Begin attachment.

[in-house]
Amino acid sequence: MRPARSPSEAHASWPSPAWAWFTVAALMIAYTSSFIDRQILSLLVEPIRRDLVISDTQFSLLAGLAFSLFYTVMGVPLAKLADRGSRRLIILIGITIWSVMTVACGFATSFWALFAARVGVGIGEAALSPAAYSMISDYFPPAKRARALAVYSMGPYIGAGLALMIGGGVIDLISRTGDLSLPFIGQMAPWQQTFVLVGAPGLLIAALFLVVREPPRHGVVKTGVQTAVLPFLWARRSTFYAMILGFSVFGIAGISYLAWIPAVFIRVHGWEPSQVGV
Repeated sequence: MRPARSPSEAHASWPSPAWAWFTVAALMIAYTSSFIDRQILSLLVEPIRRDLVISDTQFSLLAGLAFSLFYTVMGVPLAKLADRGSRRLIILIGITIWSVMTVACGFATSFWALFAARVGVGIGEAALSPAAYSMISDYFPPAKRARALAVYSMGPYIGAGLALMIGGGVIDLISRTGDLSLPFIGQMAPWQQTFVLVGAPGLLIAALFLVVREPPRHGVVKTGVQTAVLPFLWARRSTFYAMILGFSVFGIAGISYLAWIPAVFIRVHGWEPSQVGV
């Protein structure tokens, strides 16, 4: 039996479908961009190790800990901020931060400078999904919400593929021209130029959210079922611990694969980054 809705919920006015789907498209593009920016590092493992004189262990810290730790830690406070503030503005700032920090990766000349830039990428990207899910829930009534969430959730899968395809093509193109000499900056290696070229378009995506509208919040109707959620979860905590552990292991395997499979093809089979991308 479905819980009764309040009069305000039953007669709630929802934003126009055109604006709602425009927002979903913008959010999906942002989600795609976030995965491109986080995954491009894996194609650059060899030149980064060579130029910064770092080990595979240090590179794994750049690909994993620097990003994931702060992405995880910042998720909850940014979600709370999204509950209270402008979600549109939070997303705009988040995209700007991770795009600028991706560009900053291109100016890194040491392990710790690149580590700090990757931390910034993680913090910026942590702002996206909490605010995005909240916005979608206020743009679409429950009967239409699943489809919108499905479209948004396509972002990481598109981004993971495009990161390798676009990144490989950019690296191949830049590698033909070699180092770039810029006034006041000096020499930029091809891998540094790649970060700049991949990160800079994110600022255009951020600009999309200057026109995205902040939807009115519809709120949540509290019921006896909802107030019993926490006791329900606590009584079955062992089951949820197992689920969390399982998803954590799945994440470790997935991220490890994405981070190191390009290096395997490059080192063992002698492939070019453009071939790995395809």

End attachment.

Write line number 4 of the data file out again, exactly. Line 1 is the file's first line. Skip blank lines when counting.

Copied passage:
């Protein structure tokens, strides 16, 4: 039996479908961009190790800990901020931060400078999904919400593929021209130029959210079922611990694969980054 809705919920006015789907498209593009920016590092493992004189262990810290730790830690406070503030503005700032920090990766000349830039990428990207899910829930009534969430959730899968395809093509193109000499900056290696070229378009995506509208919040109707959620979860905590552990292991395997499979093809089979991308 479905819980009764309040009069305000039953007669709630929802934003126009055109604006709602425009927002979903913008959010999906942002989600795609976030995965491109986080995954491009894996194609650059060899030149980064060579130029910064770092080990595979240090590179794994750049690909994993620097990003994931702060992405995880910042998720909850940014979600709370999204509950209270402008979600549109939070997303705009988040995209700007991770795009600028991706560009900053291109100016890194040491392990710790690149580590700090990757931390910034993680913090910026942590702002996206909490605010995005909240916005979608206020743009679409429950009967239409699943489809919108499905479209948004396509972002990481598109981004993971495009990161390798676009990144490989950019690296191949830049590698033909070699180092770039810029006034006041000096020499930029091809891998540094790649970060700049991949990160800079994110600022255009951020600009999309200057026109995205902040939807009115519809709120949540509290019921006896909802107030019993926490006791329900606590009584079955062992089951949820197992689920969390399982998803954590799945994440470790997935991220490890994405981070190191390009290096395997490059080192063992002698492939070019453009071939790995395809």